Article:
Growth in Chinese factories cooled in February to a five-month low after domestic and foreign demand slackened, an official government survey showed on Friday, missing market forecasts and underscoring China's patchy economic recovery.
The official Purchasing Managers' Index (PMI) eased to 50.1 after seasonal adjustments, the National Bureau of Statistics said, down from January's 50.4 and the weakest since September 2012.
The index nevertheless signals that a mild economic recovery is still taking hold in China. The 50-point level separates expanding activity from contraction versus the previous month in China's vast factory sector.
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"February's PMI continued to tread lower, indicating economic growth is set to shift from a rebounding trend to that of stabilization," said Zhang Liqun, an analyst at Development Research Center, a state think-tank.
New orders and new export orders both fell in February from the previous month, the data showed, indicating soft domestic demand was a source of additional headwinds last month for Chinese factories already battered by lethargic foreign sales.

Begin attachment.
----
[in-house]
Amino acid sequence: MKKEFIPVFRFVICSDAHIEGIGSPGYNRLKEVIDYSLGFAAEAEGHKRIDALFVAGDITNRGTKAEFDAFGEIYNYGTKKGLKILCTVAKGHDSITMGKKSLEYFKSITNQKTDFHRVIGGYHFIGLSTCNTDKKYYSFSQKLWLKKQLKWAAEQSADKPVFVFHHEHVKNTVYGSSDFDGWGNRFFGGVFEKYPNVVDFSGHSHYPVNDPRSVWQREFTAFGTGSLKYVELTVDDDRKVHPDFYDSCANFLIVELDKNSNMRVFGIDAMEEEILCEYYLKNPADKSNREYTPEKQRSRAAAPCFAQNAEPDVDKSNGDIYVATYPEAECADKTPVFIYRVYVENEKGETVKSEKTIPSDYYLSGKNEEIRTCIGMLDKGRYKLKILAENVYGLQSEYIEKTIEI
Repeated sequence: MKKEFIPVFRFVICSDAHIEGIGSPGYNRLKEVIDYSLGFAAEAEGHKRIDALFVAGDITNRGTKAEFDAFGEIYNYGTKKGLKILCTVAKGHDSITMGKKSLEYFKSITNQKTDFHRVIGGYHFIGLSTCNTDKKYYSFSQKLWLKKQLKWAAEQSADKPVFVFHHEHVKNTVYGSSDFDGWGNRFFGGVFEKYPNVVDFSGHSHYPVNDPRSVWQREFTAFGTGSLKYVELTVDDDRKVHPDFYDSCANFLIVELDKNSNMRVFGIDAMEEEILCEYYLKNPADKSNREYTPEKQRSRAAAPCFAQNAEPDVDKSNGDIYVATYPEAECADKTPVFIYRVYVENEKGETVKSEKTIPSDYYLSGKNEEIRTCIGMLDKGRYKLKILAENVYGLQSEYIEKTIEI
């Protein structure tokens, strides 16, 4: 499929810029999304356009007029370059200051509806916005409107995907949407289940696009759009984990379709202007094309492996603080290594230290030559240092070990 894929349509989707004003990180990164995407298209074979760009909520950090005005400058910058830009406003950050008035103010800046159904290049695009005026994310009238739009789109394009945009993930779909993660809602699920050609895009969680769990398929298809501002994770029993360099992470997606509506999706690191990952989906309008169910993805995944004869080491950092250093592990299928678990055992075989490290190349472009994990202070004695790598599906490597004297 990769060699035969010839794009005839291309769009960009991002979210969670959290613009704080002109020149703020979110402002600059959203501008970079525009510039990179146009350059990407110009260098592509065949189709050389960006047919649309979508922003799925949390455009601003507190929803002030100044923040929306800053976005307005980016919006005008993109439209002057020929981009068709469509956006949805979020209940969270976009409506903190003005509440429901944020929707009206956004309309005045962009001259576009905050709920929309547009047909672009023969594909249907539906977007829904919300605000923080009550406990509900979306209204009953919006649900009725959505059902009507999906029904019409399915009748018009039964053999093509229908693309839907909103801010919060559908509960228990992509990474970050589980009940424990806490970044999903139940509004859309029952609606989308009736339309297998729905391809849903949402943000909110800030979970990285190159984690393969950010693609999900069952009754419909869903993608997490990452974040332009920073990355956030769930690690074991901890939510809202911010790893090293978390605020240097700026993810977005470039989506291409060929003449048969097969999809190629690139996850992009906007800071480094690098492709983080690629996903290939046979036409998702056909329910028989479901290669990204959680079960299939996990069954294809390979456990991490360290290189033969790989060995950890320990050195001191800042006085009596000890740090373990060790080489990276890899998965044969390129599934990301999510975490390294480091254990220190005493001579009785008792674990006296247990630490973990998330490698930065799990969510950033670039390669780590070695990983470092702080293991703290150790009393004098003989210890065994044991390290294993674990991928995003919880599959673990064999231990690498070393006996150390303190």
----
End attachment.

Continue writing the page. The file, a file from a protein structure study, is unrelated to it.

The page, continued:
New orders fell to 50.1 from January's 51.6, while new export orders retreated to 47.3 from 48.5 the month before.
But some economists attributed the pull-back in data to distortions arising from the Lunar New Year holiday which fell in February, even though the statistics agency says the PMI has been seasonally adjusted.
"There is a lot of noise in the January to February data," said Tim Condon, head of Asian economic research at ING in Singapore. "When it settles down we expect the data will reveal that industrial production is growing around 10 percent."
Condon, who has a more upbeat view than the market consensus of the world's second-largest economy in 2013, predicts it would grow 9 percent this year. Economists polled by Reuters in January expect a median growth rate of 8.1 percent.
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Economists polled by Reuters had forecast an outcome of 50.2 for February's PMI on the back of tepid overseas demand for Chinese goods.